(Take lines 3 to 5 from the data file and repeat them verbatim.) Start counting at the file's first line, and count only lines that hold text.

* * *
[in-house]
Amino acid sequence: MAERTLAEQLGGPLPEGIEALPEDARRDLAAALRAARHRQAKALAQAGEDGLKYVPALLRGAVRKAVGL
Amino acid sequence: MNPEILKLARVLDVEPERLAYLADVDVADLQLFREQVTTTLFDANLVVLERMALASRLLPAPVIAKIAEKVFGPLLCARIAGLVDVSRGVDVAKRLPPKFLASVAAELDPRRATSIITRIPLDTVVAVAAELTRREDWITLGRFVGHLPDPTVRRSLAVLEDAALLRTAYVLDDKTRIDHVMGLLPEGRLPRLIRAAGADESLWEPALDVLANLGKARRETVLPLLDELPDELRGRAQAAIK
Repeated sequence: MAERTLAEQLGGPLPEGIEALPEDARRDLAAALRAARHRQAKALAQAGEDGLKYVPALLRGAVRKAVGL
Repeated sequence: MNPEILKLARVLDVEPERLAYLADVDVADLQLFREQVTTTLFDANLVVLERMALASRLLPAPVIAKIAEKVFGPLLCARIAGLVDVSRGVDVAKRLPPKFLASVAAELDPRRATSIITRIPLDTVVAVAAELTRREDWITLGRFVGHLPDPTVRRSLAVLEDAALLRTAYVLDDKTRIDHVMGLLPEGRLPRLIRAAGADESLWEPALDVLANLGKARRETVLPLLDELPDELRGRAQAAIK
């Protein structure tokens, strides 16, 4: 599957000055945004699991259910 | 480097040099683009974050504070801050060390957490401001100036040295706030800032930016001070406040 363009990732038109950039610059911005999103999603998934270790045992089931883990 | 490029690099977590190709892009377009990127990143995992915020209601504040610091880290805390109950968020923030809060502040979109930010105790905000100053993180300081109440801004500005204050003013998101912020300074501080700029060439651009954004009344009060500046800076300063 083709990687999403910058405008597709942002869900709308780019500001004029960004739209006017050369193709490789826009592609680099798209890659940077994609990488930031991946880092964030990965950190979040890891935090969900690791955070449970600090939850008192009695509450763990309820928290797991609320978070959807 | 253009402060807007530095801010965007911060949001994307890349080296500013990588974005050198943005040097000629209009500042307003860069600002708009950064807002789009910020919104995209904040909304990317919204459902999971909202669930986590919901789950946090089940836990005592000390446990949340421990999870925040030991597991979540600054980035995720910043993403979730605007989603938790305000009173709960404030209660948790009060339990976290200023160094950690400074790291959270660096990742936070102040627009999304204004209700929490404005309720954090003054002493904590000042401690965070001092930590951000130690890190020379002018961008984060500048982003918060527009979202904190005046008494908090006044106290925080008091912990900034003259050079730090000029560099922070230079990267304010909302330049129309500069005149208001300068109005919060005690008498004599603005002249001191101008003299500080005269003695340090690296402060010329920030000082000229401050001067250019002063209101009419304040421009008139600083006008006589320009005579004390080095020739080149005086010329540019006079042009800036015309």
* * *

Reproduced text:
Amino acid sequence: MNPEILKLARVLDVEPERLAYLADVDVADLQLFREQVTTTLFDANLVVLERMALASRLLPAPVIAKIAEKVFGPLLCARIAGLVDVSRGVDVAKRLPPKFLASVAAELDPRRATSIITRIPLDTVVAVAAELTRREDWITLGRFVGHLPDPTVRRSLAVLEDAALLRTAYVLDDKTRIDHVMGLLPEGRLPRLIRAAGADESLWEPALDVLANLGKARRETVLPLLDELPDELRGRAQAAIK
Repeated sequence: MAERTLAEQLGGPLPEGIEALPEDARRDLAAALRAARHRQAKALAQAGEDGLKYVPALLRGAVRKAVGL
Repeated sequence: MNPEILKLARVLDVEPERLAYLADVDVADLQLFREQVTTTLFDANLVVLERMALASRLLPAPVIAKIAEKVFGPLLCARIAGLVDVSRGVDVAKRLPPKFLASVAAELDPRRATSIITRIPLDTVVAVAAELTRREDWITLGRFVGHLPDPTVRRSLAVLEDAALLRTAYVLDDKTRIDHVMGLLPEGRLPRLIRAAGADESLWEPALDVLANLGKARRETVLPLLDELPDELRGRAQAAIK